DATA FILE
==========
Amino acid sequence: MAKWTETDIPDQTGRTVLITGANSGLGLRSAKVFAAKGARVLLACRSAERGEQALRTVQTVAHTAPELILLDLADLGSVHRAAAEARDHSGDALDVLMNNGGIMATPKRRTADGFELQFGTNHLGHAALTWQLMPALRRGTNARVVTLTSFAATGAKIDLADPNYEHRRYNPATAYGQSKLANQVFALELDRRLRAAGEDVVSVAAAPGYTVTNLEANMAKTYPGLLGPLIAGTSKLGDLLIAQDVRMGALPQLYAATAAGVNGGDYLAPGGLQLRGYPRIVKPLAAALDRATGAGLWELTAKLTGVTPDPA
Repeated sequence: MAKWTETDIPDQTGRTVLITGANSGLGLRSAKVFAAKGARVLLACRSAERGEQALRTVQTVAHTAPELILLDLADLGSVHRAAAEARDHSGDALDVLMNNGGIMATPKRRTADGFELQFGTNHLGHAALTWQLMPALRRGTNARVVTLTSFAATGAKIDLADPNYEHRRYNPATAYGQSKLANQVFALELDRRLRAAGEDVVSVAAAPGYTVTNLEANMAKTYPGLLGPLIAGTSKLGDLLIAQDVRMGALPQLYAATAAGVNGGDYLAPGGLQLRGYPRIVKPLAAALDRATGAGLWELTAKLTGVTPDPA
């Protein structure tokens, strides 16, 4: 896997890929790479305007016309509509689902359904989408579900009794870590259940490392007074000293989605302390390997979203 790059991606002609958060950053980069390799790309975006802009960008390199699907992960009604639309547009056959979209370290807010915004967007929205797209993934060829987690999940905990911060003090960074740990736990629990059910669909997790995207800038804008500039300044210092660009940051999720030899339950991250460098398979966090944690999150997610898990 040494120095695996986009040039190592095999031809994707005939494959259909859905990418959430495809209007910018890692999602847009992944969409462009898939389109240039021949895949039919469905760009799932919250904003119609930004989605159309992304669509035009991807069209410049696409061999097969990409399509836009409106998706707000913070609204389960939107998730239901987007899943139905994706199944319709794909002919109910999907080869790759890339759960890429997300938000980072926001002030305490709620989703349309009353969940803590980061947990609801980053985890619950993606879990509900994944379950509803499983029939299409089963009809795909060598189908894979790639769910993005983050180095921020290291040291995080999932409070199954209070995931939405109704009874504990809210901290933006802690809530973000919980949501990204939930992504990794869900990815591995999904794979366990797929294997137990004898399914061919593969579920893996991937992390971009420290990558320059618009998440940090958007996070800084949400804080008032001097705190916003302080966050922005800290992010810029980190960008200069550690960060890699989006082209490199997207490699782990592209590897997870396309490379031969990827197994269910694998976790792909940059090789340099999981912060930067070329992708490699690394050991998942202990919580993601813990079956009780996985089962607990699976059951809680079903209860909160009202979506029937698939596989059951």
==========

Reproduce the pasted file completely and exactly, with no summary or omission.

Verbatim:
Amino acid sequence: MAKWTETDIPDQTGRTVLITGANSGLGLRSAKVFAAKGARVLLACRSAERGEQALRTVQTVAHTAPELILLDLADLGSVHRAAAEARDHSGDALDVLMNNGGIMATPKRRTADGFELQFGTNHLGHAALTWQLMPALRRGTNARVVTLTSFAATGAKIDLADPNYEHRRYNPATAYGQSKLANQVFALELDRRLRAAGEDVVSVAAAPGYTVTNLEANMAKTYPGLLGPLIAGTSKLGDLLIAQDVRMGALPQLYAATAAGVNGGDYLAPGGLQLRGYPRIVKPLAAALDRATGAGLWELTAKLTGVTPDPA
Repeated sequence: MAKWTETDIPDQTGRTVLITGANSGLGLRSAKVFAAKGARVLLACRSAERGEQALRTVQTVAHTAPELILLDLADLGSVHRAAAEARDHSGDALDVLMNNGGIMATPKRRTADGFELQFGTNHLGHAALTWQLMPALRRGTNARVVTLTSFAATGAKIDLADPNYEHRRYNPATAYGQSKLANQVFALELDRRLRAAGEDVVSVAAAPGYTVTNLEANMAKTYPGLLGPLIAGTSKLGDLLIAQDVRMGALPQLYAATAAGVNGGDYLAPGGLQLRGYPRIVKPLAAALDRATGAGLWELTAKLTGVTPDPA
């Protein structure tokens, strides 16, 4: 896997890929790479305007016309509509689902359904989408579900009794870590259940490392007074000293989605302390390997979203 790059991606002609958060950053980069390799790309975006802009960008390199699907992960009604639309547009056959979209370290807010915004967007929205797209993934060829987690999940905990911060003090960074740990736990629990059910669909997790995207800038804008500039300044210092660009940051999720030899339950991250460098398979966090944690999150997610898990 040494120095695996986009040039190592095999031809994707005939494959259909859905990418959430495809209007910018890692999602847009992944969409462009898939389109240039021949895949039919469905760009799932919250904003119609930004989605159309992304669509035009991807069209410049696409061999097969990409399509836009409106998706707000913070609204389960939107998730239901987007899943139905994706199944319709794909002919109910999907080869790759890339759960890429997300938000980072926001002030305490709620989703349309009353969940803590980061947990609801980053985890619950993606879990509900994944379950509803499983029939299409089963009809795909060598189908894979790639769910993005983050180095921020290291040291995080999932409070199954209070995931939405109704009874504990809210901290933006802690809530973000919980949501990204939930992504990794869900990815591995999904794979366990797929294997137990004898399914061919593969579920893996991937992390971009420290990558320059618009998440940090958007996070800084949400804080008032001097705190916003302080966050922005800290992010810029980190960008200069550690960060890699989006082209490199997207490699782990592209590897997870396309490379031969990827197994269910694998976790792909940059090789340099999981912060930067070329992708490699690394050991998942202990919580993601813990079956009780996985089962607990699976059951809680079903209860909160009202979506029937698939596989059951």